When junk-food-loving microbes take over your intestines, they also change the architecture of your bone marrow, according to a recent study in Cell Metabolism.
When researchers at University of Erlangen-Nuremberg fed their lab mice a high-fat diet, they noticed inflammation in the bone marrow. And when the researchers transferred the gut bacteria from one of their obese mice to a skinny one, the skinny mouse’s marrow also began making immune cells in the same off-kilter pattern.
“That’s not a surprising thing,” said Dr. William Matsui, a bone marrow specialist at Johns Hopkins University School of Medicine who was not involved in the study. “You do anything that perturbs the animal, and it’ll do that. You go to the marrow and you see many, many more stem cells.”
Bone marrow—a diverse and active tissue—is home to a group of cells called the hematopoietic stem cells, which give rise to our body’s immune cells. Maintaining the proper number of immune cells is a balancing act; too many immune cells means throwing the entire system out of balance, but too few leaves us vulnerable to infection. Even small chemical signals can change the hematopoietic stem cells behavior.
“The thing that is not clear in our models and that we are trying to find now is how the microbiome is doing this work,” said Aline Bozec, the study’s senior author and a professor at the University of Erlangen-Nürnberg in Germany. “No bacteria can get to the bone marrow, so there is something secreted by the bacteria or the immune cells that goes back to the bone marrow.” As of now, Bozec’s team doesn’t know what that “secreted” something might be.
Bozec stressed that this study was preliminary and that even microbiome experts don’t know which bacterial species are causing the bone marrow to shift. Since gut bacteria secrete many different compounds, it is extremely difficult to sort out which are affecting different parts of the host’s anatomy.
For instance, Bozec and her team think the hematopoietic stem cells changed their behavior because, when the high-fat-diet bacteria arrived in the guts, they somehow caused the bone marrow to grow more fat cells. When the bone marrow grows more fat cells, those fat cells release compounds that cause the hematopoietic stem cells to make more of the inflammatory immune cells.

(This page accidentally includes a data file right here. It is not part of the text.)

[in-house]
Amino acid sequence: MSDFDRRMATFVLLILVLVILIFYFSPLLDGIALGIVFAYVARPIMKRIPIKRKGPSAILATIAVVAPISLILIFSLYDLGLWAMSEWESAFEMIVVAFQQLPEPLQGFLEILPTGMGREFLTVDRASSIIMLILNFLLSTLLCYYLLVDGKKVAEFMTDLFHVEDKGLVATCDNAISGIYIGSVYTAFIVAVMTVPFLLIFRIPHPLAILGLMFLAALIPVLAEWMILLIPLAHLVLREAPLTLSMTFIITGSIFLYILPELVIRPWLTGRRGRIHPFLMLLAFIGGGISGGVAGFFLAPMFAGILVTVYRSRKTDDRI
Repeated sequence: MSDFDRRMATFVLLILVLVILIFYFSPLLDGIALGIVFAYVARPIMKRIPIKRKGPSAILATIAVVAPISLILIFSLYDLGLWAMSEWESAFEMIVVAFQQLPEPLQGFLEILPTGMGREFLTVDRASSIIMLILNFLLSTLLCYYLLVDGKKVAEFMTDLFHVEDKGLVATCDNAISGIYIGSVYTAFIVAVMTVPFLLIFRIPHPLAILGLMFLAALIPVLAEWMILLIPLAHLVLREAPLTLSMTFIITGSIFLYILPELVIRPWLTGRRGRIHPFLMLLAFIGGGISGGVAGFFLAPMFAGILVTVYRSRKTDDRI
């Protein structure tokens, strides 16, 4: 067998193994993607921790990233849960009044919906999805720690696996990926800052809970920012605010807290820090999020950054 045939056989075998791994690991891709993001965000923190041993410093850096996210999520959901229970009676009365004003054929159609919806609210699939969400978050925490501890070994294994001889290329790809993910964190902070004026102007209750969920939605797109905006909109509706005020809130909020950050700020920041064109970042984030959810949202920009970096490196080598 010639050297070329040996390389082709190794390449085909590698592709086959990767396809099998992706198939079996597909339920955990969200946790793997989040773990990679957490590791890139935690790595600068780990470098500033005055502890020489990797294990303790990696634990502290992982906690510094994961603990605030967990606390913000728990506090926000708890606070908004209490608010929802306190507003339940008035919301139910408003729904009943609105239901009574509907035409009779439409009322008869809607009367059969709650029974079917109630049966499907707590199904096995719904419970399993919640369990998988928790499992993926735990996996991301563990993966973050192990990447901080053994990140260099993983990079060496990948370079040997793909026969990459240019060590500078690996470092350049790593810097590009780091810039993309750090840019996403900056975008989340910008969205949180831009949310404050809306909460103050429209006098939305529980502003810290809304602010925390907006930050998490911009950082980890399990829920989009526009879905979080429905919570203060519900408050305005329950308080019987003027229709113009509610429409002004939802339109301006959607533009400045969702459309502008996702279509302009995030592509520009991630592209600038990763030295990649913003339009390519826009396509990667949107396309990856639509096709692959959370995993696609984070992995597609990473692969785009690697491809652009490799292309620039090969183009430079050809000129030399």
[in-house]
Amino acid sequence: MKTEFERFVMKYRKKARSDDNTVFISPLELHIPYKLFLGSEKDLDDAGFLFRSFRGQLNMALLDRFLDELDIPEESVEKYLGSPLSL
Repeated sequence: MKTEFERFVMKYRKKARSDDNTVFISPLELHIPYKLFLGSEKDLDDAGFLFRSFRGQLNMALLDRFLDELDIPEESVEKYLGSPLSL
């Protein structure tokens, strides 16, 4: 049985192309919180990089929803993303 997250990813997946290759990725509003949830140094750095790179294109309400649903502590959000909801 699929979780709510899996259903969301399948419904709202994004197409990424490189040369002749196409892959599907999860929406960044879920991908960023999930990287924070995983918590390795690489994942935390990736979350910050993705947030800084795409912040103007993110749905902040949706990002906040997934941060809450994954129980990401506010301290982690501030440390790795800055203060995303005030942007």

However, the researchers still don’t know which microbial species are behind the bone marrow changes. We do know that, in both mice and humans, junk food diets allow a slightly different set of bacteria to thrive than with low-fat diets. This study argues that the bacterial communities that live in obese mice could be driving fat cell growth in the bone marrow, but the sheer number of different bacterial combinations makes designing experiments that test their effects notoriously difficult.
Still, uncovering the role of the microbiome could open a new window to understanding diseases and developing new treatments. “It really is a part of our physiology,” said Nichole Broderick, a University of Connecticut microbiome researcher who was not involved with this study. “It’s not just a local effect; it’s having a systemic effect on multiple organs,” she added.
Bozec did note that when they gave the high-fat diet mice a drug that made the fat cells stop growing, the hematopoietic stem cells started behaving more like their counterparts in skinny mice. A better understanding of that pathway could lead to new treatments eventually.
“What we want to do is break the link between obesity and disease,” said Carey Lumeng, a University of Michigan pediatrician who studies high-fat diets’ effects on bone marrow but was not involved in this study. “This is one possible place to break the link, by halting the bone marrow inflammation.”
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